Morocco fine cut 95%
The Moroccan soccer governing body had its fine for pulling out as host of the African Cup of Nations reduced to US$50,000 from US$1 million by the Court of Arbitration for Sport (CAS). The CAS also said in an e-mailed statement it reversed the Confederation of African Football’s decision to bar Morocco from participating in the 2017 and 2019 tournaments. Morocco was stripped of the African soccer championship in November last year because it sought to postpone the event because of concerns over the spread of Ebola. Ivory Coast won the title in February after Equatorial Guinea stepped in as host. The African confederation is also seeking US$8.7 million in compensation from the Moroccan governing body, which can still be examined by another jurisdiction, the CAS said.
‘No delays, despite layoffs’
Rio de Janeiro Mayor Eduardo Paes has dismissed reports that layoffs of construction workers at one of the main 2016 Olympic sites could result in potentially damaging delays. At a hastily called news conference at Deodoro, where 11 Olympic sports will be staged, Paes on Thursday said the layoffs by construction company Queiroz Galvao were part of an ill-advised strategy to strong-arm the city council into making quicker payments for the US$205 million project. Dozens of workers at Deodoro, where about 1,000 workers are employed, had been fired and hundreds of others warned they could soon be let go if funds owed by the city were not received soon, the Estado de S. Paulo newspaper reported. Queiroz Galval refused to confirm the layoffs, but workers leaving the site on Thursday showed reporters their pink slips. “Lies. What they want is to use the press to pressure City Hall into paying before the deadline,” Paes said on a precipice overlooking the vast scar of raw earth where Deodoro’s Olympic venues are going up. “This pressure is not going to work.”
Megafight PPV US$99.95
Do not expect much change back from a US$100 bill to watch the Floyd Mayweather Jr-Manny Pacquiao fight at home. The two cable networks broadcasting the fight on Thursday said the suggested retail price for the May 2 pay-per-view (PPV) will be US$89.95. Many, though, will end up paying US$99.95 because of a surcharge for high definition tacked on by many cable and satellite providers. Like almost everything else about the fight, the pay-per-view price is a record for boxing. The previous highest was the US$64.95/US$74.95 charged for the 2013 fight between Mayweather and Canelo Alvarez. The welterweight title unification fight will be televised by HBO and Showtime. Depending on how the pay-per-view does, Mayweather could earn about US$180 million and Pacquiao US$120 million.
Dustin Byfuglien suspended
The NHL suspended Dustin Byfuglien of the Winnipeg Jets for four games without pay on Thursday for his cross-check to the head of New York Rangers center JT Miller. The play occurred late in the second period of Winnipeg’s 3-2 loss to New York on Tuesday. Miller fell near the crease after taking a swipe at a rebound off the pads of Jets goalie Ondrej Pavelec. Byfuglien drove his stick in to the back of the Rangers forward’s head while falling to his knees. The league’s video explanation of the suspension characterized the blow as “dangerous” and delivered with “excessive force.”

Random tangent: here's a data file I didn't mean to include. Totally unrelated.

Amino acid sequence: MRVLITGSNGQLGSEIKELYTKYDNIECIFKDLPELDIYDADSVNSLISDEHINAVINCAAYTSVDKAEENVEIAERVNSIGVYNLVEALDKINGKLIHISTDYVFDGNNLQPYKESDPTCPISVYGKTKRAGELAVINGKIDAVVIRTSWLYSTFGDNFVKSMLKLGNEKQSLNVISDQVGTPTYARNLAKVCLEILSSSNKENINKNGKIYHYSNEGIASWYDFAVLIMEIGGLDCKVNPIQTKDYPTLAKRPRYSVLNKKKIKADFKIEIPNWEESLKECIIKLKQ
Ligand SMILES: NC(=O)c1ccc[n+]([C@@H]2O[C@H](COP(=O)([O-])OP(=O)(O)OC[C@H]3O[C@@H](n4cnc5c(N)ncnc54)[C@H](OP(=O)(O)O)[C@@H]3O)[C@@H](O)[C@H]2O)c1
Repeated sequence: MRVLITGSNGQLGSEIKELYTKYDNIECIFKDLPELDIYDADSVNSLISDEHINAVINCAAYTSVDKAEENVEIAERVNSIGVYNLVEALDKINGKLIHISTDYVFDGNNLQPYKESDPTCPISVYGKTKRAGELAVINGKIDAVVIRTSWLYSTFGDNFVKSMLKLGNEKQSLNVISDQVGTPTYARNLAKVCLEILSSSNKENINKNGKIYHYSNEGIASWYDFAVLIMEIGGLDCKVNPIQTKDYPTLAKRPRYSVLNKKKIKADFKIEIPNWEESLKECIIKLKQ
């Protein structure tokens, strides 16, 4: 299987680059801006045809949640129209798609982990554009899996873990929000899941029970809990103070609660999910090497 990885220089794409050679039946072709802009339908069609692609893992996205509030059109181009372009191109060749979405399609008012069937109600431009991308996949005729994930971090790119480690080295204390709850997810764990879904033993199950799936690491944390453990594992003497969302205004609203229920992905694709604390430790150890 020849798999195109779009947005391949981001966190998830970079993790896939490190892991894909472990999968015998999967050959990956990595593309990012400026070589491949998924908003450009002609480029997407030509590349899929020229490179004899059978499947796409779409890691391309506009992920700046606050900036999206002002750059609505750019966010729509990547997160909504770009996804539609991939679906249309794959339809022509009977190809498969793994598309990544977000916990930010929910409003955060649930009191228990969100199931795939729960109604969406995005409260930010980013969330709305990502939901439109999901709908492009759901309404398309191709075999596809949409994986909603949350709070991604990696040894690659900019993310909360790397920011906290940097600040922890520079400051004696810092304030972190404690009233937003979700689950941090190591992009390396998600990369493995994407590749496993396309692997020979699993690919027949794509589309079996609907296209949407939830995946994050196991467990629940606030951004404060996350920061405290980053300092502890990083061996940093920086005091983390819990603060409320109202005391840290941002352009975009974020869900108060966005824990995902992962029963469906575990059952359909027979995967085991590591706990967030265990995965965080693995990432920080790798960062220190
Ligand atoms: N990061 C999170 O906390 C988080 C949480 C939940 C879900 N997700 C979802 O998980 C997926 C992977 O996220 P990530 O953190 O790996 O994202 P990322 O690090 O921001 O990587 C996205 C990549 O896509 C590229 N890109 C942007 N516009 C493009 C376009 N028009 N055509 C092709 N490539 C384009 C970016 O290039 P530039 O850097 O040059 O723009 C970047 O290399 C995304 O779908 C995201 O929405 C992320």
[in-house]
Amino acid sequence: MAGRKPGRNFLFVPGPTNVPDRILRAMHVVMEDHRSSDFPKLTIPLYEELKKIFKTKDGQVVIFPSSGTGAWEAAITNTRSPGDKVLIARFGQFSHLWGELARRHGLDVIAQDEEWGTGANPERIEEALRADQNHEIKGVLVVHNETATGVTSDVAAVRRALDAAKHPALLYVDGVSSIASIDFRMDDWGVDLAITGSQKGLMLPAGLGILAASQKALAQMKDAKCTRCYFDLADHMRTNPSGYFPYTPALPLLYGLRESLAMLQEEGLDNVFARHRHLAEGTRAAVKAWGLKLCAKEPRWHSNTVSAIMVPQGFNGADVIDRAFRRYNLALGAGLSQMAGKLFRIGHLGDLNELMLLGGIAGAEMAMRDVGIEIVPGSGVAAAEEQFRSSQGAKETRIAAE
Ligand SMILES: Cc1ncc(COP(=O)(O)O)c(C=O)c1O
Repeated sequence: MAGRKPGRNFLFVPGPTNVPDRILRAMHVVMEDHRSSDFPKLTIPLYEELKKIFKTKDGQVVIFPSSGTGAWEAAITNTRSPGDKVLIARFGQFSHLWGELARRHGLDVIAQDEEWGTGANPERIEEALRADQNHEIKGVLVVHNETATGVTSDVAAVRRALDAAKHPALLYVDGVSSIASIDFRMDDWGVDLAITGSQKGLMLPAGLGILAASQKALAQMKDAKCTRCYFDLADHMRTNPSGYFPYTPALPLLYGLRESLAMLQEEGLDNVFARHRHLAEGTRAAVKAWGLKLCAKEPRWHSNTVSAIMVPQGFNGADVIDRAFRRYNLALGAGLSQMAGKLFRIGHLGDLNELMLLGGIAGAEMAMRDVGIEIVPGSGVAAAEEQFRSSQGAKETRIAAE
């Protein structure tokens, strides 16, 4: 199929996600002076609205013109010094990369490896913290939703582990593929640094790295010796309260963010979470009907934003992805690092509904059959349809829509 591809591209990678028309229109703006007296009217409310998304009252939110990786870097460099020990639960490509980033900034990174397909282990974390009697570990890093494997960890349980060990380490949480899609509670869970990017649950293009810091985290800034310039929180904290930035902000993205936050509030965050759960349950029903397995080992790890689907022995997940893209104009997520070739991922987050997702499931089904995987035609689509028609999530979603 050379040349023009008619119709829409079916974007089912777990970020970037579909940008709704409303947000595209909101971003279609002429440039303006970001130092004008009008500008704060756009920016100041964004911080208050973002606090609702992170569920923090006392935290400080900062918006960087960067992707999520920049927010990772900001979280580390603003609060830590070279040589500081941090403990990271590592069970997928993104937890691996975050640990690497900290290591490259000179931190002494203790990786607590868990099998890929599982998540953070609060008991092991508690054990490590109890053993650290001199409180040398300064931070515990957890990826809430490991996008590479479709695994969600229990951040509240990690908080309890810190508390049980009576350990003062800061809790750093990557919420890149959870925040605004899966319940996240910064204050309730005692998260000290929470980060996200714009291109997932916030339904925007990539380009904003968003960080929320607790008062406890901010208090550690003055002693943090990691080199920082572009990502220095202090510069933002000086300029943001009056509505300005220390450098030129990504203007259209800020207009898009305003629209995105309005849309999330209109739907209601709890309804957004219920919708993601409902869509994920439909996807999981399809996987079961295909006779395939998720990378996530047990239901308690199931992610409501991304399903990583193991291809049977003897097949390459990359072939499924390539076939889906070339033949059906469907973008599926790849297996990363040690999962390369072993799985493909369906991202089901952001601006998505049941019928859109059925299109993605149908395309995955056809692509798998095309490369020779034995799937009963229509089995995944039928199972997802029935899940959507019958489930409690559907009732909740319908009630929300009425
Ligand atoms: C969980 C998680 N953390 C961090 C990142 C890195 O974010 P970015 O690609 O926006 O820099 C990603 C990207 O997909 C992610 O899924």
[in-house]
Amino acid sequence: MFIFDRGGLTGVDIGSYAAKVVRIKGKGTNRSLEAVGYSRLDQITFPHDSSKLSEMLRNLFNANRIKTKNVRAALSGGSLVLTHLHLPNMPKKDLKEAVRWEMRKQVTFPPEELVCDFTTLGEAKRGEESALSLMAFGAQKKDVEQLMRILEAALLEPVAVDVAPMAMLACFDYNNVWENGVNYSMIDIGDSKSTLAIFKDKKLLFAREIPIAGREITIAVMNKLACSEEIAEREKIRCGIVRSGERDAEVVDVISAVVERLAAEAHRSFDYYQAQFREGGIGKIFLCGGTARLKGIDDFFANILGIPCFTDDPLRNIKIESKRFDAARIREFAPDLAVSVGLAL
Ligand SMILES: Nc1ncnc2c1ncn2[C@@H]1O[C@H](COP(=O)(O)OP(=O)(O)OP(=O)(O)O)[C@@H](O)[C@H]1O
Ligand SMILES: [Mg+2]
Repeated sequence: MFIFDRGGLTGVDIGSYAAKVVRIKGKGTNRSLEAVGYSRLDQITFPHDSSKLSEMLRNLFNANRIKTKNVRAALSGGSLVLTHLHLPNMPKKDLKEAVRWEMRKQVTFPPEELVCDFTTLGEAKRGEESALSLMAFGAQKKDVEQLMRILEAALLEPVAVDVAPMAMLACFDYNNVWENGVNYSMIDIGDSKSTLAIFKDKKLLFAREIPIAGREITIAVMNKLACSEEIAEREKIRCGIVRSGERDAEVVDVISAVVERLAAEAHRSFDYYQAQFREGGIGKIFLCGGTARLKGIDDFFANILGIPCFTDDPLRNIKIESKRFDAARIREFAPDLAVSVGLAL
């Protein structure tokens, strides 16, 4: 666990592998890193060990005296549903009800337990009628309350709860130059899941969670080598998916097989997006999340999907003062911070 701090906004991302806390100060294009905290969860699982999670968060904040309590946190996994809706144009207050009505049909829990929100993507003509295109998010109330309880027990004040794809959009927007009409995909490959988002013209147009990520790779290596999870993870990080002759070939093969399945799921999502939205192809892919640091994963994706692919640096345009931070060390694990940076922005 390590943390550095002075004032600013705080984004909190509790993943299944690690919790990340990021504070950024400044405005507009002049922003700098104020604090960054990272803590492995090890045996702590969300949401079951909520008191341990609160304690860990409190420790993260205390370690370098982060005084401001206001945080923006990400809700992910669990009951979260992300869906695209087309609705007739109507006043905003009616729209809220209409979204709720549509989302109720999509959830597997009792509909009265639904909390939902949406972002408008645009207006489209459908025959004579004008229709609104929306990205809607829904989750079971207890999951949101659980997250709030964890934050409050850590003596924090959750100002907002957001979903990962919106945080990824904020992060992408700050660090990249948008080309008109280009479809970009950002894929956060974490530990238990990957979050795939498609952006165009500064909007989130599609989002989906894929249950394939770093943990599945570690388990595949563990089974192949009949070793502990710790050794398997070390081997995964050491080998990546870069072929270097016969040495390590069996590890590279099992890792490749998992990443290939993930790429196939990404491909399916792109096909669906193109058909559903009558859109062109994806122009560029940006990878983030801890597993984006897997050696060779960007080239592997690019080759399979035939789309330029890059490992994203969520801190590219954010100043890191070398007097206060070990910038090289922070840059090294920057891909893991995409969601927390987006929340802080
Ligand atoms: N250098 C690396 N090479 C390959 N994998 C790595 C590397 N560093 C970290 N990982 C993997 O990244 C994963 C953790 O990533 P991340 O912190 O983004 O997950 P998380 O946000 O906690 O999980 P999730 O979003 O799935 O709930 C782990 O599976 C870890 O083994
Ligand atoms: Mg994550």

APPROPRIATE RESPONSE: The Foreign Correspondents’ Club of Japan expressed ‘sincere regret’ for publishing the image on its in-house magazine and Web site A satirical mock-up depicting the Tokyo Games logo as the novel coronavirus has been pulled from online after Olympic organizers branded it “insensitive” and said that it infringed copyright. The design combines the distinctive, spiky image of the coronavirus cell with the blue-and-white Tokyo Games logo. It appeared on the cover of the Foreign Correspondents’ Club of Japan’s magazine. The Tokyo Games have been postponed until next year because of the COVID-19 pandemic, which has left hundreds of thousands of people dead and halted sport worldwide. Club president Khaldon Azhari yesterday said that the club had decided to withdraw the image and remove
Uncertainty grips next year’s postponed Tokyo Olympic Games: Will there be fans or empty stadiums in 14 months? How will thousands of athletes, staff members and technical officials travel, be housed and stay safe amid the COVID-19 pandemic? And the Tokyo Games are not the only event. China, where COVID-19 was first detected, is to hold three mega-sports events in the year after the Tokyo Olympics are set to close. The World University Games in Chengdu, China, are to open, with up to 8,000 athletes, only 10 days after the Tokyo Games close. Next come the Beijing Winter Olympics beginning on Feb. 4, 2022,
The COVID-19 pandemic has stalled young Greek Stefanos Tsitsipas’ burgeoning career, but he remains philosophical about the tennis shutdown. The world No. 6 would have been preparing for the French Open that was originally scheduled to start this weekend, but was postponed to September. While he is missing life on the ATP Tour, Tsitsipas believes that the lockdown has given the planet a breather. “I actually think they should put us in lockdown once a year — it’s good for nature, it’s good for our planet,” Tsitsipas said in an Instagram Live conversation for At Home With Babsi on Eurosport’s Instagram page. “I
When South Korea’s domestic women’s golf tour held its premier event last week — without spectators because of the COVID-19 pandemic — no fewer than three of the world’s top 10 players took part. The country of 52 million people has a disproportionate share of the women’s world golf rankings, providing eight of the current top 20. In a demonstration of their prominence, South Korean women have won at least one major every season since 2010, with coronavirus cancellations perhaps the biggest threat to their run this year. The phenomenon, players and commentators have said, results from driven parents, intense training, a highly